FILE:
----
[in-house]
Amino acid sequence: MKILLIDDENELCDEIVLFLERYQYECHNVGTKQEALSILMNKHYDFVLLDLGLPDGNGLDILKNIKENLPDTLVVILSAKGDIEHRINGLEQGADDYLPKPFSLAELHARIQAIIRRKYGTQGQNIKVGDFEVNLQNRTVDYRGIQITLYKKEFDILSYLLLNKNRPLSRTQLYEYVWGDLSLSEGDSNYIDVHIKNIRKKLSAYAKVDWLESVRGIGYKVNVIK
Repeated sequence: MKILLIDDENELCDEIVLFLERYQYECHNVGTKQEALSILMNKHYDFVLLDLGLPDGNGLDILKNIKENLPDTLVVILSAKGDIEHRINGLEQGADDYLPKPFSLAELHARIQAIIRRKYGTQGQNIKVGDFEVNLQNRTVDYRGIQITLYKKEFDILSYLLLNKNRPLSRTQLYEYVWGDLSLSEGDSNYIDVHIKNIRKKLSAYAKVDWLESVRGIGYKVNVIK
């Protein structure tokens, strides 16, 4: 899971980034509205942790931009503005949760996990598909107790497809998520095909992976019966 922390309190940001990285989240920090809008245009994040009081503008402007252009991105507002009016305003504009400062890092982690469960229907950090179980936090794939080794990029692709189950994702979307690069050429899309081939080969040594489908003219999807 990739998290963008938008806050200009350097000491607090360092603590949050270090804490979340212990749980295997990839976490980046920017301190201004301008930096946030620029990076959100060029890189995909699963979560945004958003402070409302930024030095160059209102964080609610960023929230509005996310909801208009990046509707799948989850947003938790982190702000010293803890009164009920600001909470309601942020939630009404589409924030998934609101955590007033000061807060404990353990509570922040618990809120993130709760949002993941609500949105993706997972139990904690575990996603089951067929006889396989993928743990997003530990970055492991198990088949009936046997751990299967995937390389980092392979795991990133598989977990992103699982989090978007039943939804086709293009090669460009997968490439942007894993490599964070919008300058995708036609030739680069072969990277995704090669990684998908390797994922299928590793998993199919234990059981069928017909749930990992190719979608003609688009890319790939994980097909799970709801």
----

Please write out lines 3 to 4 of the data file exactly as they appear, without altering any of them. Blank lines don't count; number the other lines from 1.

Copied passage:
Repeated sequence: MKILLIDDENELCDEIVLFLERYQYECHNVGTKQEALSILMNKHYDFVLLDLGLPDGNGLDILKNIKENLPDTLVVILSAKGDIEHRINGLEQGADDYLPKPFSLAELHARIQAIIRRKYGTQGQNIKVGDFEVNLQNRTVDYRGIQITLYKKEFDILSYLLLNKNRPLSRTQLYEYVWGDLSLSEGDSNYIDVHIKNIRKKLSAYAKVDWLESVRGIGYKVNVIK
């Protein structure tokens, strides 16, 4: 899971980034509205942790931009503005949760996990598909107790497809998520095909992976019966 922390309190940001990285989240920090809008245009994040009081503008402007252009991105507002009016305003504009400062890092982690469960229907950090179980936090794939080794990029692709189950994702979307690069050429899309081939080969040594489908003219999807 990739998290963008938008806050200009350097000491607090360092603590949050270090804490979340212990749980295997990839976490980046920017301190201004301008930096946030620029990076959100060029890189995909699963979560945004958003402070409302930024030095160059209102964080609610960023929230509005996310909801208009990046509707799948989850947003938790982190702000010293803890009164009920600001909470309601942020939630009404589409924030998934609101955590007033000061807060404990353990509570922040618990809120993130709760949002993941609500949105993706997972139990904690575990996603089951067929006889396989993928743990997003530990970055492991198990088949009936046997751990299967995937390389980092392979795991990133598989977990992103699982989090978007039943939804086709293009090669460009997968490439942007894993490599964070919008300058995708036609030739680069072969990277995704090669990684998908390797994922299928590793998993199919234990059981069928017909749930990992190719979608003609688009890319790939994980097909799970709801």